MadSci Network: Chemistry

Subject: Ice-skating

Date: Thu Apr 4 05:15:15 1996
Posted by: Joep Vullinghs
Grade level: undergrad
School/Organization: Utrecht University
City: Utrecht State/Province: No state given.
Country: The Netherlands
Area of science: Chemistry
Hi scientist,

In Holland, it is a tradition to organize every year a big ice-skate

contest; the 'eleven-city-tour'. This 200 km. tour has, however, only

been organized for a couple of times this century because the ice 

simply was too thin to allow 30.000 people to skate on it. This year,

people have tried to do 'ice-surgery' by adding ice-blocks on places

with just water. This works fine. On other places, the ice is too thin.

Now here's the question. I think that the ice would grow faster when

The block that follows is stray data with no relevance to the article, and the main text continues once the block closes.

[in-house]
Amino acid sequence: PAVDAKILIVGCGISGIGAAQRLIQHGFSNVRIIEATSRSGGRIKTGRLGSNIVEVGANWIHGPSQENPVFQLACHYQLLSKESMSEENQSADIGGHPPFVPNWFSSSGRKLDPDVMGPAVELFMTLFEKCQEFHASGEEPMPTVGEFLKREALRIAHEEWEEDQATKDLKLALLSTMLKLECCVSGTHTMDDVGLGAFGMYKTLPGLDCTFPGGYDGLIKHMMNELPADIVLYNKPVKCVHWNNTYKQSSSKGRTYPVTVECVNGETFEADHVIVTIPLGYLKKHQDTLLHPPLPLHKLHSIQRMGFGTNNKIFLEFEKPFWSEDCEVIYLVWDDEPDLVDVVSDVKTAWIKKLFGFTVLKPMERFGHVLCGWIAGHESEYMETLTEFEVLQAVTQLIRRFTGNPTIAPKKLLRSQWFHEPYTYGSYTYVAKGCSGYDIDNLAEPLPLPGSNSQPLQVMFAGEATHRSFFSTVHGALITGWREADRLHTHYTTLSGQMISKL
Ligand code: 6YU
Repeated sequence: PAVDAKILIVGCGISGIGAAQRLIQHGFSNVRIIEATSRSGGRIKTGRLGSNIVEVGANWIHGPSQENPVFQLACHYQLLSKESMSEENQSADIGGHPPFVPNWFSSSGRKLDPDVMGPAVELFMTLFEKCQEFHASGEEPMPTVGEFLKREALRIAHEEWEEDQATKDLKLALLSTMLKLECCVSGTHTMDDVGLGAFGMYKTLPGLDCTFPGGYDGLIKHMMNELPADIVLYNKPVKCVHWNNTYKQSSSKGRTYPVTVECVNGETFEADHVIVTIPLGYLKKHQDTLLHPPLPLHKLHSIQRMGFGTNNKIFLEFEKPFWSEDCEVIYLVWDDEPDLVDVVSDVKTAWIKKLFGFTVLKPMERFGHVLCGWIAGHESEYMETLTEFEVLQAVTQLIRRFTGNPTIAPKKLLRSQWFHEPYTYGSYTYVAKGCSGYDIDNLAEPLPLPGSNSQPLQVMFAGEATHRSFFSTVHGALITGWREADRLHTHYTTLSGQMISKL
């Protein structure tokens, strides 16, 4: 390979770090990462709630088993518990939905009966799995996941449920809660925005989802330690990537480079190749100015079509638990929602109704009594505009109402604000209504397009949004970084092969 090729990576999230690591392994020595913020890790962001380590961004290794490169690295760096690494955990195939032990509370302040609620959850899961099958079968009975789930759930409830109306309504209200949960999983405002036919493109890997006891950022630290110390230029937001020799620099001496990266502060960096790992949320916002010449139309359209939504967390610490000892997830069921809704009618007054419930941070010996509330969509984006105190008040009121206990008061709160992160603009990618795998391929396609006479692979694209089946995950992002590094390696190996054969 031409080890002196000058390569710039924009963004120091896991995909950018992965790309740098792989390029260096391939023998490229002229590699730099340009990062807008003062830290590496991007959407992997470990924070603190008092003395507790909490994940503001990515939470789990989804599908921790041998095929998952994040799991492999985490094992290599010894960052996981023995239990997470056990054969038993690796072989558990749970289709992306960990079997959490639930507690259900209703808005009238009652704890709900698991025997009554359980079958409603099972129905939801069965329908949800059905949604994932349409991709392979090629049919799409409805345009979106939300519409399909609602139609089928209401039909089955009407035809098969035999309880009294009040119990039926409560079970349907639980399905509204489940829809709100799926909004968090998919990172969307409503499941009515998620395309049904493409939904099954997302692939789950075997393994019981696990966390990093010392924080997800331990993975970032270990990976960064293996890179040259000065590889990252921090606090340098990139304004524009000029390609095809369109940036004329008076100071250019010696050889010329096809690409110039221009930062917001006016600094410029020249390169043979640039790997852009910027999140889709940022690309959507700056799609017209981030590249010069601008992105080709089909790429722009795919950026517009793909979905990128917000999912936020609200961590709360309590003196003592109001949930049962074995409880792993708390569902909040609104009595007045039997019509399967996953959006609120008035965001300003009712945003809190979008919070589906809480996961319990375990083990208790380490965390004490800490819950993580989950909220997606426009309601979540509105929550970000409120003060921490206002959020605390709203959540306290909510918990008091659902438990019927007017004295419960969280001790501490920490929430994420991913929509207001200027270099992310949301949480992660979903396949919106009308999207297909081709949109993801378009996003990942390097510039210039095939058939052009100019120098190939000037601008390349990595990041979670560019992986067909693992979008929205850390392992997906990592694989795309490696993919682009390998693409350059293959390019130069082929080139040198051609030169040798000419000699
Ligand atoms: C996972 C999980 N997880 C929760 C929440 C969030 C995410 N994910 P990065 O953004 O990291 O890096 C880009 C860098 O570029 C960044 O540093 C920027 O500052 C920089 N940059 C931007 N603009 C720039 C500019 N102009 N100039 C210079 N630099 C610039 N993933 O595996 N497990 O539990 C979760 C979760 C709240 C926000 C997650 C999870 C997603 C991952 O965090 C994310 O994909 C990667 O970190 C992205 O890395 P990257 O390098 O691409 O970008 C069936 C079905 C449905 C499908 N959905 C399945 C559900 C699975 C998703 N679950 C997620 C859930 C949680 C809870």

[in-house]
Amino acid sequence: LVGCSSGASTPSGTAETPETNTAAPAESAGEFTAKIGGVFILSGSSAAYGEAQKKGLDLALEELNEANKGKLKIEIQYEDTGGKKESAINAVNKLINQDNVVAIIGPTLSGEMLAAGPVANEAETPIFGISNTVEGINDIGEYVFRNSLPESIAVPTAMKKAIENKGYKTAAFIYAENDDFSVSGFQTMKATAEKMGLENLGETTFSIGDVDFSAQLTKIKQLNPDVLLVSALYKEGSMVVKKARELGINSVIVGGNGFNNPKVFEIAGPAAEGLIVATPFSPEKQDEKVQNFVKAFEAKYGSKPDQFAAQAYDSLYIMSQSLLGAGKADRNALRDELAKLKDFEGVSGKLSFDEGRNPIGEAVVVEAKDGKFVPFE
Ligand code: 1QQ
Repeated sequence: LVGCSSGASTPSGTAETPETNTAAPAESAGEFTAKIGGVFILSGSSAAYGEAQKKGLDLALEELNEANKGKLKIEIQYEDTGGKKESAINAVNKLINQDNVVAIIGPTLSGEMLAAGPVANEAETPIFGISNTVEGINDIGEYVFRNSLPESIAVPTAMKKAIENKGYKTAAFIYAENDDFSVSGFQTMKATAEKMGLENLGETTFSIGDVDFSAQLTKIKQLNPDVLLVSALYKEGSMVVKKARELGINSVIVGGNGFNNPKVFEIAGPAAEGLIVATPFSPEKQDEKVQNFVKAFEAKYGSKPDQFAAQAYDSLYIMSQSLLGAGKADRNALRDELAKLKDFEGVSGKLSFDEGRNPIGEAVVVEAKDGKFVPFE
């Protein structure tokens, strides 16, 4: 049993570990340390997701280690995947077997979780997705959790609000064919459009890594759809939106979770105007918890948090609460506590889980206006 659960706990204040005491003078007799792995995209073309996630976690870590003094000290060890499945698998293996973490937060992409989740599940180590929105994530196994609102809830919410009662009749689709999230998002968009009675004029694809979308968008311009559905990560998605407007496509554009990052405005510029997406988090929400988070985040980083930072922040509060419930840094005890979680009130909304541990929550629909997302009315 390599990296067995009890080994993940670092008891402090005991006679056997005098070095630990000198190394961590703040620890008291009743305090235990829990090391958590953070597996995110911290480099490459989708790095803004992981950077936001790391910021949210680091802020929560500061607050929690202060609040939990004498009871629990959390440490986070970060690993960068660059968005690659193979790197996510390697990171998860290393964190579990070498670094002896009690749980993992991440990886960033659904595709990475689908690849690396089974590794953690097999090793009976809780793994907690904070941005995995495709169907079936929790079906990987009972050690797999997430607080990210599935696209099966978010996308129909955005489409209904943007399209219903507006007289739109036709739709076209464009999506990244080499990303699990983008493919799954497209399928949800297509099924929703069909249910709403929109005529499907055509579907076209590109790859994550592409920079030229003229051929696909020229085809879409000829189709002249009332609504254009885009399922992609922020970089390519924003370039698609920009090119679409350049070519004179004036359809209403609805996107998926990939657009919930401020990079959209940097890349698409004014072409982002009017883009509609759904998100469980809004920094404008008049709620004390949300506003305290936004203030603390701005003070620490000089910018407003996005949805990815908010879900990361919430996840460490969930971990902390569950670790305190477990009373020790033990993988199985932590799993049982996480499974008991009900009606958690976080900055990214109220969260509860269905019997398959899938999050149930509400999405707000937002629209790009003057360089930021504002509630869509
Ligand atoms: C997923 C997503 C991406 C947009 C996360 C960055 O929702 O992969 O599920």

water is put on TOP of the ice, instead of waiting for the ice to grow.

The reason would be that ice does not transport heat from down to up

as fast as water does from up to down (water feels colder than ice,

so i think it transports heat and cold faster and the cold must come 

from the outside-air. Besides that, warm water goes up, so for the ice

to grow at the bottom, first about 2 meters of water has to be cooled

to almost zero degree celsius. 

I've got a bet on it, so please answer me that i'm right (it would

also  be a revolution in holland ;-)).

Thanks in advance,


B.T.W. This web-page really is a great idea!

Re: Ice-skating

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